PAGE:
MIDDLETOWN, Ohio — Middletown-born Marine veteran, author and venture capitalist J.D. Vance announced his candidacy for U.S. Senate in front of several hundred supporters Thursday evening. It was a local announcement with national political implications.
Vance is running for the seat being vacated in 2022 by Ohio Republican Sen. Rob Portman, who announced in January he will not seek a third term in the Senate.
“We need people in Washington D.C. who knows how the system works — knows how to reform that system and make this country better,” Vance said to the crowd that gathered for his announcement.
Vance first gained nationwide-acclaim as the author of the memoir "Hillbilly Elegy," which was made into a movie shot on location in Middletown. His account of his own childhood and attempts to diagnose the cultural problems of white Rust Belt communities made the book a New York Times best seller and a magnet for political analysis in the wake of President Donald Trump's 2016 electoral win.
His speech on Thursday was a checklist of modern-day Republican talking points, with particular focus on preventing the teaching of critical race theory, bringing good-paying jobs to Ohio communities and representing middle-class workers.
“I’ve lived a lucky and blessed life,” Vance said. “There are a lot of kids all across this country, a lot of adults that look to the future more with frustration and fear than with hope and optimism.”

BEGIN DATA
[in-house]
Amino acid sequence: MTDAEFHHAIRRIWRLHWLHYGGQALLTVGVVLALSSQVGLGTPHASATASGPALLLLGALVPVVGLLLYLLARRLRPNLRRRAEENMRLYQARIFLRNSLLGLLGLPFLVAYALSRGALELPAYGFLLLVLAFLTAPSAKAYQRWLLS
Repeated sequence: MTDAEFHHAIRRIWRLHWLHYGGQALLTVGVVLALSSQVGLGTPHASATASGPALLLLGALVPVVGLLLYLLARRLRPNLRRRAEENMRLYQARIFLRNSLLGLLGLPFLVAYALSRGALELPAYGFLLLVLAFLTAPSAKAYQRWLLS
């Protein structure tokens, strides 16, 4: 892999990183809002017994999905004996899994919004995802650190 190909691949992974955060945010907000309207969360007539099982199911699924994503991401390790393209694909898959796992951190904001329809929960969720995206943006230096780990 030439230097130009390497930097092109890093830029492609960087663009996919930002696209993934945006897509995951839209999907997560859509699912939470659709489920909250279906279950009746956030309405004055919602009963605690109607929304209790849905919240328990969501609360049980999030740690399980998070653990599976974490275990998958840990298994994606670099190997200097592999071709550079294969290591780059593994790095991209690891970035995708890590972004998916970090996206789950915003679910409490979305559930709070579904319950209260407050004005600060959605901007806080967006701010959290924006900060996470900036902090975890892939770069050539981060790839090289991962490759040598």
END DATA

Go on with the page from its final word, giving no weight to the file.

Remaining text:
He also talked about taxing big tech companies and criticized the handling of the COVID-19 pandemic.
“Where did the idea (come from) that you’re not allowed to complain about the coronavirus restrictions?” Vance, who has criticized these restrictions on national television, asked the crowd. “It came from two places: Democrats and our public health leadership. I want to tell you something. It came from Fauci.”
That was the only remark of the night that got a mixed reaction from his audience.
West Chester resident Carl Reisen sees the Yale graduate and venture capitalist as a potential “disrupter” in Washington D.C.
“This is just the beginning,” Reisen said. “You want to see if it’ll grow from here. From Middletown to Butler County to Warren County, then carry through the rest of the state. I thought his message tonight was really strong.”
Vance said in a 2016 interview with WCPO he had considered a Senate run before but decided against it, stating at that time he was busy with investment work, a nonprofit and his young family